One more effort from Tec de Monterrey to preserve the integrated wellbeing of its community with a focus on suicide prevention with the Jed Foundation.
Wellbeing is a serious matter for Tec de Monterrey. That’s why, especially during the pandemic, it has set itself the task of looking after the health of its collaborators with the support of mental health professions from different institutions.
As part of the different steps it is taking to maintain the wellbeing of its community, Tecnológico de Monterrey and the Jed Foundation signed an agreement to look after students’ emotional health.
Based in New York, the Jed Foundation is a non-profit organization dedicated to the prevention of suicide by young people and adults in the United States. This partnership between both organizations to reinforce mental health care in the Tec community was publicized through the Institute’s official channels.
Mental health has an impact on student development. From 2016 to 2018, the first steps were taken to concentrate efforts in order to have solid care and support programs.
Raúl Domínguez, Vice Rector of Student Affairs, said via streaming video that the work done with the Jed Foundation was formalized in 2020, a year marked by the Covid-19 pandemic, in order to have a program that benefited students.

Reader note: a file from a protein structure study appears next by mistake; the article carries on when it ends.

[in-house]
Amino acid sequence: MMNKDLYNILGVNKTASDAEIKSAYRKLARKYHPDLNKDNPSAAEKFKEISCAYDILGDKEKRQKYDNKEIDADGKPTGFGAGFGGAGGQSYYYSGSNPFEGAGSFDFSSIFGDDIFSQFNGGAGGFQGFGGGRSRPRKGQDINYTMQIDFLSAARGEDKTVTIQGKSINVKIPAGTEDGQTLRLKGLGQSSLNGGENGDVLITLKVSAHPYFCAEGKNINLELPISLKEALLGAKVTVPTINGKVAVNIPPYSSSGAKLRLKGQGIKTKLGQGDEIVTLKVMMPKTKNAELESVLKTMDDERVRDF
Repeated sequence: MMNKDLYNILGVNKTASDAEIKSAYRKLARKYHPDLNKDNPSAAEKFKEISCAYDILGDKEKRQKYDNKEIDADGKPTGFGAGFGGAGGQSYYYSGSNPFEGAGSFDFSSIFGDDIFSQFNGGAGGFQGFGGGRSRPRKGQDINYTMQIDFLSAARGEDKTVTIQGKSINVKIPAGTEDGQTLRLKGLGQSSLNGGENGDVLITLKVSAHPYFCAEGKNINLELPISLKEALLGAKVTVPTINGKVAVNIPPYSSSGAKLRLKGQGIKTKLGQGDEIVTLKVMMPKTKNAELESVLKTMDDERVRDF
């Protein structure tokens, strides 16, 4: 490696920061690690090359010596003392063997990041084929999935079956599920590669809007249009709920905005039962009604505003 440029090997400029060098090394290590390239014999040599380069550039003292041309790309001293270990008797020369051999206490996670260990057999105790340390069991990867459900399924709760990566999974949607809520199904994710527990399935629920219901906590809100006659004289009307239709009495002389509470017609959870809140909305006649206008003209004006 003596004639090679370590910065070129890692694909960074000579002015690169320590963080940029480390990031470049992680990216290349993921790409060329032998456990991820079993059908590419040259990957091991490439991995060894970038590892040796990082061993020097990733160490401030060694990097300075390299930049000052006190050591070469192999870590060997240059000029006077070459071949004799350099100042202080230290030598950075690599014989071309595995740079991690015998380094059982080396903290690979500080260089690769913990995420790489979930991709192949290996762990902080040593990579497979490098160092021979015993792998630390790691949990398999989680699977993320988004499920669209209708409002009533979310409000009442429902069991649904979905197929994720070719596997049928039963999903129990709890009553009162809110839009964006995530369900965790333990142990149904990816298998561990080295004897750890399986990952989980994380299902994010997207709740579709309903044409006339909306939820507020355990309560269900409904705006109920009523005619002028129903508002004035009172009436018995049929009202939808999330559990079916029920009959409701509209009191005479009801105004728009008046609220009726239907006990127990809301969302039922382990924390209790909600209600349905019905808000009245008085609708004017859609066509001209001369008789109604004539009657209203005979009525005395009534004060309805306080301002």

Creating a mentally healthy environment is a challenge. To do so, the Tec has combined the efforts of partners, institutions, and professionals from different countries. “We’re convinced that to reach our goal, we need to create a culture of looking after ourselves and others in order to make progress in our institutional vision,” adds Domínguez.
The reason for including the Jed Foundation’s mental health program is to have a system with at least 20 years’ experience in suicide prevention.
“The Tec is the first school in Latin America to incorporate the Jed program. We’re looking to learn from you in this journey,” said John MacPhee, Executive Director of the Jed Foundation. “Schools and universities are places where a lot can be done to really boost students’ mental health,” he adds.
MacPhee said that pressure, stress, and the pursuit of academic excellence can be experiences that require a sympathetic environment and a culture of care.
For his part, Juan Pablo Murra Lascurain, Rector of Undergraduate and Graduate Studies at Tec de Monterrey, said that suicides have increased in Latin America. “In many countries, suicide is the second biggest cause of death for people between the ages of 10 and 24. According to the World Health Organization, it’s on the rise,” he says.
This institution has implemented different initiatives in order to prevent it from spreading in Mexico and especially in the Tec community. Murra Lascurain emphasized that these include the work being done on different campuses to be close to students and their families despite the pandemic.
As well as this partnership, Tec de Monterrey has made the following forms of mental health care available to its community.
T Queremos, a free helpline that operates 24 hours a day, 356 days a year: 800 813 9500.
The Taking Care of Your Mind website, where the Tec uses internal and external resources to look after the community’s emotional wellbeing through news and advice from health experts.
There is also constant monitoring of cases that might require further help in coping with the pandemic.
For Alex Tarriba, a student of clinical psychology and health sciences at Tec de Monterrey, it is crucial for academic institutions to look after students’ wellbeing. The signing of this agreement heralds a new era in mental health care.